These donation campaigns would function in a way similar to crowdfunding sites Kickstarter or GoFundMe, but would instead use Legaler’s internal blockchain tokens, called LGR, and these would encourage lawyers to take part in funded charity cases. The hope is that these sorts of crowdfunding campaigns would help attract attention and highlight injustices while at the same time demonstrate a marketplace for Legaler’s blockchain platform and other services built on it.
As for other examples of how the Legaler platform could be used to change the legal services industry, Ghiassi told SiliconANGLE he thinks there are many possibilities.
“Any existing business models that generally require an intermediary can be built on Legaler’s blockchain using the developer tools we are providing,” Ghiassi said. “Recruitment marketplaces, traditional online legal services marketplaces — no longer needing middlemen like Upcounsel and Avvo — private lawyer referral networks where lawyers are rewarded in tokens for leads, Q and A sites where clients can rewards lawyers in tokens for answering questions, and tokenized crowdsourced litigation funds. Even a ‘Linkedin’ for lawyers where engaging content can be upvoted by tokens.”
Developers will also be able to connect the Legaler blockchain with major legal platforms and protocols, including free legal repository OpenLaw, connected contracting platform Clause Inc., the Ergo blockchain, the legally enforceable smart contracts platform Accord Project and others.
To get a better understanding of blockchain technology and how it would intersect with the legal services industry, Legaler is convening an advisory team from both industries, including members from decentralized service marketplace CanYa, blockchain payment protocol company Ripple Labs Inc., Stanford University and developers working directly with the Ethereum blockchain founder Vitalik Buterin.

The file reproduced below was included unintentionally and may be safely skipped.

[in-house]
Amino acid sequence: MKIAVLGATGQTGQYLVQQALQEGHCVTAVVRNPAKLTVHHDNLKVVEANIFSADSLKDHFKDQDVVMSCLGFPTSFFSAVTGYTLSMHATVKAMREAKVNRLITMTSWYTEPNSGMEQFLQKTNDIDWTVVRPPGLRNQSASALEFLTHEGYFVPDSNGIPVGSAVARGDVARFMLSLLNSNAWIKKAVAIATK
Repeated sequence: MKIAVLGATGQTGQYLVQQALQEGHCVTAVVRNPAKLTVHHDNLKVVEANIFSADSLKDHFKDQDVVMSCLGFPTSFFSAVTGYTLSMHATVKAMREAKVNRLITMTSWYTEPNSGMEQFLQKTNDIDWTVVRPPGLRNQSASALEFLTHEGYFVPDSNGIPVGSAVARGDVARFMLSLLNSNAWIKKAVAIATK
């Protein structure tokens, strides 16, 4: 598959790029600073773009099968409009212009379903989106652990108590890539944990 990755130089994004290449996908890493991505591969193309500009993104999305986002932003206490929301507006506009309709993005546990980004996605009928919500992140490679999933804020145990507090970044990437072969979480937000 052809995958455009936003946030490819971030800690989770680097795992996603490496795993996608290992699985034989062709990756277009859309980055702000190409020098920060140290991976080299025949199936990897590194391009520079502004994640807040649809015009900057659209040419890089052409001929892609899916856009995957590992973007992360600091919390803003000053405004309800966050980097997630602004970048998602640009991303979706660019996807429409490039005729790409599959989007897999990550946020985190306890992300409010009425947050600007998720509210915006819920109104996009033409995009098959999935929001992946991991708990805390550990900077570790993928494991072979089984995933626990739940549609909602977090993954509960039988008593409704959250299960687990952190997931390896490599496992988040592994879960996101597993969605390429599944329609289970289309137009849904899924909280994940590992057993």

Intending to stay on top of regulatory requirements and other legal expectations, the company has also hired one of Australia’s most experienced blockchain and cryptocurrency lawyers, Michael Bacina from Piper Alderman.
To help raise more funds to continue to develop its platform and expand services, the company also plans a token sale that will be structured in a way to allow anyone from private to public interests to participate in the platform. The token sale, intended to help support the Legaler Aid program and provide access to the platform itself, is expected to bring in $35 million in what is called an initial coin offering, or the first time a blockchain company sells tokens to raise money to kickstart a platform.
“Although token sales were initially a democratic process, recent times have seen access to early stages of sales reserved for the elite few,” Ghiassi said. “We want to change that by getting back to what decentralization is all about.”
The company intends to launch its blockchain platform, and developer tools, around the fourth quarter. However, the company is in no hurry to push out an underdeveloped product, so if problems arise, Legaler may wait until the first quarter of 2019 for the launch to make certain that all details have been ironed out.